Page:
The Link Between Interior Design and Our Well-Being

The Link Between Interior Design and Our Well-Being

In terms of our in general well-being, aesthetically pleasing interior designs at both work and at home can play a positive role.

For those hipster style coffee houses tucked away in the corners of the world, it seems pink hues and house plants are popular choices of décor. So much so that now interior design choices are becoming more and more ‘Instagram-worthy’. Even corporate workplaces have clocked on to growing trends such as industrial inspired interior design, with exposed brickwork and pipe lined ceilings becoming a trademark of many creative workspaces.

In terms of our in general well-being, aesthetically pleasing interior designs at both work and at home can play a positive role. Let’s take an in depth look at this with Precision Printing, specialist in offset litho printing, and learn how you can switch up the interiors of your own space to promote good wellbeing in yourself and others.

 

Tidy places = Tidy Minds

 

tidy office

 

Our mental health can be dictated by numerous things such as our daily routines, work environments, our day to day tasks we have to do etc. In fact, as a contributing factor to wellbeing, our environment is perhaps most overlooked as it doesn’t seem like an easy one to change or link directly to feelings of negativity. There’s a lot of value in the saying ‘tidy space, tidy mind’ but the same concept applies to the appeal of a space and its visual elements are at the heart of this. With some clever interior design techniques, you can breathe a new lease of life into your own spaces.

 

Being productive with colour

 

colourful office

 

Adding a dash of colour to your home can have numerous psychological benefits. There is something dauting about an entirely white space, and while the minimalists amongst us mind find the crisp characteristic of this to be appealing, it is not the best idea for promoting good wellbeing or specifically, productivity.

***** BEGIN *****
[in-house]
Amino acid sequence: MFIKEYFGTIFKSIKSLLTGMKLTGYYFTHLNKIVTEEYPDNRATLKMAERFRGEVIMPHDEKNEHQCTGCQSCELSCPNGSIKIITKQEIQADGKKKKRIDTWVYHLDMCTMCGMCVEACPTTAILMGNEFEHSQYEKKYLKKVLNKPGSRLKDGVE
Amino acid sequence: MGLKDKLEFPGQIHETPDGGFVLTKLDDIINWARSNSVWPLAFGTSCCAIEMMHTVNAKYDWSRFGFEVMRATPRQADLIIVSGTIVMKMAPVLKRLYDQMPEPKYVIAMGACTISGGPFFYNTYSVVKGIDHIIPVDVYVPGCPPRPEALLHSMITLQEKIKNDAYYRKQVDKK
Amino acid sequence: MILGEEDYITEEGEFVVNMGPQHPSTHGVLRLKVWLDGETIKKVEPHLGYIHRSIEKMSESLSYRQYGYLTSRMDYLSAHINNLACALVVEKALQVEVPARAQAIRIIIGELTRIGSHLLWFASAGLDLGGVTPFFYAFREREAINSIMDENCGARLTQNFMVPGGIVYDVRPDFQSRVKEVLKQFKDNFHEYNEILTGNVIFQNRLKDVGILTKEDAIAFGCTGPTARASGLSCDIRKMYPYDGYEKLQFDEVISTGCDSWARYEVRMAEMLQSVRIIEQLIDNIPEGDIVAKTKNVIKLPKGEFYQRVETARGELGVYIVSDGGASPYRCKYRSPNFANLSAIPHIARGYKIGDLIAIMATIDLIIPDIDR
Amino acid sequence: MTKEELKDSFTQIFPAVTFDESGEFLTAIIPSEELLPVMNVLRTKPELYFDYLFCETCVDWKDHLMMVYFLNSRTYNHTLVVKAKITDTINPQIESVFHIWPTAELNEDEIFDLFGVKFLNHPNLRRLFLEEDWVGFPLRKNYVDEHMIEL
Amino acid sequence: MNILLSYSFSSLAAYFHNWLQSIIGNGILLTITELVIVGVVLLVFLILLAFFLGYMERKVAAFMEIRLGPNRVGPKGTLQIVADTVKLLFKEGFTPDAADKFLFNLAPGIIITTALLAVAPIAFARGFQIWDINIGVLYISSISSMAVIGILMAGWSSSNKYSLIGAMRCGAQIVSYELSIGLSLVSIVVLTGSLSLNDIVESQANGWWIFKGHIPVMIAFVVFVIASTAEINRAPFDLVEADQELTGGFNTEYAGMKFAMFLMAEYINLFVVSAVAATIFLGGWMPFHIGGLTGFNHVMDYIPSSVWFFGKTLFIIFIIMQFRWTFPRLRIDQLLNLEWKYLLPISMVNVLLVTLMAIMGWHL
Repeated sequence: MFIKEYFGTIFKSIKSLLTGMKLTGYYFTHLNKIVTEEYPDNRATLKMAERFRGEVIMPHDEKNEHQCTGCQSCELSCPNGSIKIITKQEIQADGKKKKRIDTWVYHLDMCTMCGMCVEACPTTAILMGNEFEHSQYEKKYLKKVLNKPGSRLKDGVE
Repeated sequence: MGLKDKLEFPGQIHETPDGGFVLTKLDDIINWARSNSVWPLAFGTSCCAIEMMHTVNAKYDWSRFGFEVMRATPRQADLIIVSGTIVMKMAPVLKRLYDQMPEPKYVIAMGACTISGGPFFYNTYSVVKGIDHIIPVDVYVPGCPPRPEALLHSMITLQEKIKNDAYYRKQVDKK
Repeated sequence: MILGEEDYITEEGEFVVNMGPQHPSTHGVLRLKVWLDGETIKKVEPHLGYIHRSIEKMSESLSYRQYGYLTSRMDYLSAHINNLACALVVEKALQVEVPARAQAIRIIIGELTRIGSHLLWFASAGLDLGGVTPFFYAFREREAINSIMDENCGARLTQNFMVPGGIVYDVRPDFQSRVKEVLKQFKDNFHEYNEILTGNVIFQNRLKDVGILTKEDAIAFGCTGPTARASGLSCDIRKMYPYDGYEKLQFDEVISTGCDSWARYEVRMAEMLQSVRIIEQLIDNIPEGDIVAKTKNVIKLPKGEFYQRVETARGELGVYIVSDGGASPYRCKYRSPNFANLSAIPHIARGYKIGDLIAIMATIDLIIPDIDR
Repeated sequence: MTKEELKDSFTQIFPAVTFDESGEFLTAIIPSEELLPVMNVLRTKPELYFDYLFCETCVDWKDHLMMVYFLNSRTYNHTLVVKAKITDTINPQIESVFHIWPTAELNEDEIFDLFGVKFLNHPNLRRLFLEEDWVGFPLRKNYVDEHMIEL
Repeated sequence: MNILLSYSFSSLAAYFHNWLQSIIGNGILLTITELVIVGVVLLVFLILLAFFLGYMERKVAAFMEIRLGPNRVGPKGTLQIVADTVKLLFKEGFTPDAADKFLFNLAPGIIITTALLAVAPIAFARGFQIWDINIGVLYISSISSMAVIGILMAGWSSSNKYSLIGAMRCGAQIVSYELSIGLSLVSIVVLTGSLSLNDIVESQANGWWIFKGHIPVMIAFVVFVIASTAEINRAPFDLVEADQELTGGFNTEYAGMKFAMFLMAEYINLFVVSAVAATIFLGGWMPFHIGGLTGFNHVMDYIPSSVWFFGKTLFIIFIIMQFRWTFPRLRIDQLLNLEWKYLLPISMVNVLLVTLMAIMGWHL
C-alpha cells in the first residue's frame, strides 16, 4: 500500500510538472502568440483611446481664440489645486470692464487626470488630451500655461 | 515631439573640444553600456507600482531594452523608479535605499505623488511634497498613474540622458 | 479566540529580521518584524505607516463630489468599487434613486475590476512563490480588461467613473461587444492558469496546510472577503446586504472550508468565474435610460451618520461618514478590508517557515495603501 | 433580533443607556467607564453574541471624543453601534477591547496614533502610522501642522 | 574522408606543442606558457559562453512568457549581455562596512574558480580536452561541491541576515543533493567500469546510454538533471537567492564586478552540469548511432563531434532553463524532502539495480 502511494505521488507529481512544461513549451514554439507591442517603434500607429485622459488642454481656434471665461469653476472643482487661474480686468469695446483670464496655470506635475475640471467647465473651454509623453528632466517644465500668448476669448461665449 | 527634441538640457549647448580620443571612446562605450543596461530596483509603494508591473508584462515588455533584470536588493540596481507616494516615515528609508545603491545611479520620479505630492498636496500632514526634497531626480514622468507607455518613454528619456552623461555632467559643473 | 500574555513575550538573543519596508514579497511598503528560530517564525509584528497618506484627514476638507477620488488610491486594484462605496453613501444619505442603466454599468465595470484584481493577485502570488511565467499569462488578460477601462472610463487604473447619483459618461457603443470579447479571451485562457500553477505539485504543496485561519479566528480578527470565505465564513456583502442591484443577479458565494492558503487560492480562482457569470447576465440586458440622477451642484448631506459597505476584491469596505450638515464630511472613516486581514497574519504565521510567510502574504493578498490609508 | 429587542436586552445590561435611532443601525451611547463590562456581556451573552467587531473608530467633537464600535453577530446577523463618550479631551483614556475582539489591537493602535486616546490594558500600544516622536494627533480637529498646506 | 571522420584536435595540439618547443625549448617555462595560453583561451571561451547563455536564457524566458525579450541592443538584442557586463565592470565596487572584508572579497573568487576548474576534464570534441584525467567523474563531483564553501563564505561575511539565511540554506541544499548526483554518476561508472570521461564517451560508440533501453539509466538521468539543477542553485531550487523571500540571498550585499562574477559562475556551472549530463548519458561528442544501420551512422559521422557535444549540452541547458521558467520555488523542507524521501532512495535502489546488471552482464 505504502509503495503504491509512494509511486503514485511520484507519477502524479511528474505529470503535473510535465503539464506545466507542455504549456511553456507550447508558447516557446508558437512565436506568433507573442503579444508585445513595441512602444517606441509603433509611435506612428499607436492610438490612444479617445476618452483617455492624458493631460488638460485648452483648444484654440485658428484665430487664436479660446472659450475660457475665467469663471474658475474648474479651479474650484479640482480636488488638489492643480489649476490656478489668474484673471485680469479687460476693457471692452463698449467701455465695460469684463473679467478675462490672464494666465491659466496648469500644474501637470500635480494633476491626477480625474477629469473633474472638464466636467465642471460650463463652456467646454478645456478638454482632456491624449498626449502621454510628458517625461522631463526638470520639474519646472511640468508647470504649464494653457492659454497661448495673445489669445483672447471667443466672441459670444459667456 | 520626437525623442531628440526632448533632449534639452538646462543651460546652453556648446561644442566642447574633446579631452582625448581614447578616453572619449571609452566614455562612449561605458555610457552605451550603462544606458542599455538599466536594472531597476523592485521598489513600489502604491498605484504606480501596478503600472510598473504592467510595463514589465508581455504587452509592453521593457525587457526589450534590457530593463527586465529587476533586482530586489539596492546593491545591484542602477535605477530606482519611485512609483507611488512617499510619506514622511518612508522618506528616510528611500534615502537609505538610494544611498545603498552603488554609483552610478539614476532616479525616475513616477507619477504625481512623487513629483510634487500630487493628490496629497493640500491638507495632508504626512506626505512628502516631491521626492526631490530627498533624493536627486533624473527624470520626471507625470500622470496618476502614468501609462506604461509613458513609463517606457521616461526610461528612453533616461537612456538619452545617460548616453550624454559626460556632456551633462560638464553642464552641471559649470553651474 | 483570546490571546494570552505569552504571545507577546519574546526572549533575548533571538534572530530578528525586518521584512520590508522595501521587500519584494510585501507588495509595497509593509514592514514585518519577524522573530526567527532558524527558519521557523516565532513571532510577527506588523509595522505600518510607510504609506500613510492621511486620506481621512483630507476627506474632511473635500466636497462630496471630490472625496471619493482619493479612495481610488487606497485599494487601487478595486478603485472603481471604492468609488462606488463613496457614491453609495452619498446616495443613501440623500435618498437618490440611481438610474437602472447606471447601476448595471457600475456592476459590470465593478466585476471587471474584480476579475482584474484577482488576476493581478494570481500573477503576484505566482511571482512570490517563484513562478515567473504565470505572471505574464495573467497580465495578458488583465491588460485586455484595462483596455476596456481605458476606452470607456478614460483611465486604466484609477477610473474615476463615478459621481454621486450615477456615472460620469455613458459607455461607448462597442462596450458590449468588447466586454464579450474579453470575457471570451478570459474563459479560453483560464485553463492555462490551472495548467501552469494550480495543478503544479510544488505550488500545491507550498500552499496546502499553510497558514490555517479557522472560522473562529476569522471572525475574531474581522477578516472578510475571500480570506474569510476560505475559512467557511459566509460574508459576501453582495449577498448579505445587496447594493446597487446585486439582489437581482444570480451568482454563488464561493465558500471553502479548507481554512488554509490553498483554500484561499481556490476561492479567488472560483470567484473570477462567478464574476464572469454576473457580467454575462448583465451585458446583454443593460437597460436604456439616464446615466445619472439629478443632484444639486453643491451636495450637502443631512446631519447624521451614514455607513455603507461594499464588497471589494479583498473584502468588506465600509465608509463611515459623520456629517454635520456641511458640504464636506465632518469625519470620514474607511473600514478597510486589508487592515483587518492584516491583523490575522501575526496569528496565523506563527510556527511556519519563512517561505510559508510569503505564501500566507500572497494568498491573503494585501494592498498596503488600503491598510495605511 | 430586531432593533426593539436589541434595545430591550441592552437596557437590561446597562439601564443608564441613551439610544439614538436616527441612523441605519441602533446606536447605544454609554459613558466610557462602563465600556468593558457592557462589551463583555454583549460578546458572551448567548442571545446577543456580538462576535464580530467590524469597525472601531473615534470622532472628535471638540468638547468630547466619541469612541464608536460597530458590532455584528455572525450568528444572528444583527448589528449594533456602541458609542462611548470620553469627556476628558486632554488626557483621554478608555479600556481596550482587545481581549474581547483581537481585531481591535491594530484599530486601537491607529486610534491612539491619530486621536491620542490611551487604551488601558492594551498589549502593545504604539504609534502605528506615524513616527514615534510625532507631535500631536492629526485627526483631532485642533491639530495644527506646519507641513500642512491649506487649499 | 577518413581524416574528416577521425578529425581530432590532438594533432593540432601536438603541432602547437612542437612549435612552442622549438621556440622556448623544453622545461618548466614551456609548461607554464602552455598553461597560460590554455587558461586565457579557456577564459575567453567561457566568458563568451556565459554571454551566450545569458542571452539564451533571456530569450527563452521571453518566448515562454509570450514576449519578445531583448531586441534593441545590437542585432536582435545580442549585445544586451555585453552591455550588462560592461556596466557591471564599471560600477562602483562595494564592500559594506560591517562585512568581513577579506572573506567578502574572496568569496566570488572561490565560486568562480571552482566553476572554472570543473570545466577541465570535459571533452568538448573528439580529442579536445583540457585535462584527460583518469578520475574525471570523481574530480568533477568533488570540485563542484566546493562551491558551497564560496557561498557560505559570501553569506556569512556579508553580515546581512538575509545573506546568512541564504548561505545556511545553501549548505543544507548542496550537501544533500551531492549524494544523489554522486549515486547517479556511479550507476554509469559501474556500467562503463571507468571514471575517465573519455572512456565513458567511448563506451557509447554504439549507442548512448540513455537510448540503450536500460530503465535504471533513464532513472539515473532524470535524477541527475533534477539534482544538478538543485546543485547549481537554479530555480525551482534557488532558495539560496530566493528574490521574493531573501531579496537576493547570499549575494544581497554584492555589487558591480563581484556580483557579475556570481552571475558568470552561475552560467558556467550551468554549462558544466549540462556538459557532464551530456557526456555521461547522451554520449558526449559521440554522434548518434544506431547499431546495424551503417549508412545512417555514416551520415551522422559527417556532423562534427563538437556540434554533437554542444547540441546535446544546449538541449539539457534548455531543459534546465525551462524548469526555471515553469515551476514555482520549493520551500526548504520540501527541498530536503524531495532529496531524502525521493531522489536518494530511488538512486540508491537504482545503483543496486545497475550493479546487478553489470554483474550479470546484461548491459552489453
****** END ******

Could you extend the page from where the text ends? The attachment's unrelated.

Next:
A study from The University of Texas established some rather ‘colourful’ conclusions, wherein participants carried out clerical tasks in rooms painted in white, aqua and red. The individuals found the most difficult room for blocking out ‘colour noise’ to be the white room, and the most errors were made when the work was carried out in the white washed space. The sterile nature of it could certainly be a contributing factor to this, and paradoxically, the ‘blank canvas’ did not elicit amongst the study participants. While the often defined as ‘psychologically neutral’ shades of off grey and beige also fell into an association with gloom, many offices opt for these colours and it could be having a detrimental effect on employees’ sense of wellbeing while at work.

The aqua room generated the most positive responses, and this supports the common viewpoint that low-wavelength colours work best for stimulating positivity — think soothing pale green hues and tranquil blues which naturally promote communication and calmness. Exposure to certain colours has even been found to contribute to chemical imbalances in the brain, emphasising just how important choosing the right shade for your interiors can be.